How cheap street lights help create safe communities

According to the United Nations, 1.5 billion people around the world have to make do either with very poor quality light or no light at all. There are 1.3 billion who rely on kerosene lamps which emit toxic fumes, causing respiratory illnesses and killing an estimated 1.5 million people each year. A lack of light also stunts education. Children who have to work to earn money for their families during the day can’t study without light in the evenings. Unesco is calling 2015 the International Year of Light in an effort to draw attention to the issue. NGO Liter of Light hasn’t been waiting around to illuminate communities in the developing world, however. Founded in the Philippines in 2011, it uses cheap, open-source technology that can be easily fixed or repaired. So far it has lit up 28,000 homes in Manila alone and many thousands more across the world. Last year it developed solar-powered street lights to brighten public spaces. Its latest project is the neighborhood of San Luis in Bogotá, Columbia, whose 16,000 residents are mostly refugees from the civil war. The absence of public lighting and rampant crime have made its dark alleys a dangerous area for women and girls, many of whom face sexual harassment or worse. “Street lights are the first step in creating a safer community,” in the words of Liter of Light founder Illac Diaz.

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How cheap street lights help create safe communities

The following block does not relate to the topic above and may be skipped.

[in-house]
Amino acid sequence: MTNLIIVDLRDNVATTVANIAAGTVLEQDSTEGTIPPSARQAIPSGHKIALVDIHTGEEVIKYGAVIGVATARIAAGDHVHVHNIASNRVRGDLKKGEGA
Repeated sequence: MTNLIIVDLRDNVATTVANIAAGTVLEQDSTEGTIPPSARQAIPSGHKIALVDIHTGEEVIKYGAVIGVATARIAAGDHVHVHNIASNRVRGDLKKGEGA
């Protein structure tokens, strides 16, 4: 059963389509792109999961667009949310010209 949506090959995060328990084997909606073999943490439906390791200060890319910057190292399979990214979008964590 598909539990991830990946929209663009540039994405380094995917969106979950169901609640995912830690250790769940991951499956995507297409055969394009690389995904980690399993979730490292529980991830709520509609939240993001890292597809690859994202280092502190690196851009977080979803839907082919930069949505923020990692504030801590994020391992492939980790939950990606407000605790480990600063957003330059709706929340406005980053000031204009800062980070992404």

According to the United Nations, 1.5 billion people around the world have to make do either with very poor quality light or no light at all. There are 1.3 billion who rely on kerosene lamps which emit toxic fumes, causing respiratory illnesses and killing an estimated 1.5 million people each year. A lack of light also stunts education. Children who have to work to earn money for their families during the day can’t study without light in the evenings. Unesco is calling 2015 the International Year of Light in an effort to draw attention to the issue. NGO Liter of Light hasn’t been waiting around to illuminate communities in the developing world, however. Founded in the Philippines in 2011, it uses cheap, open-source technology that can be easily fixed or repaired. So far it has lit up 28,000 homes in Manila alone and many thousands more across the world. Last year it developed solar-powered street lights to brighten public spaces. Its latest project is the neighborhood of San Luis in Bogotá, Columbia, whose 16,000 residents are mostly refugees from the civil war. The absence of public lighting and rampant crime have made its dark alleys a dangerous area for women and girls, many of whom face sexual harassment or worse. “Street lights are the first step in creating a safer community,” in the words of Liter of Light founder Illac Diaz.

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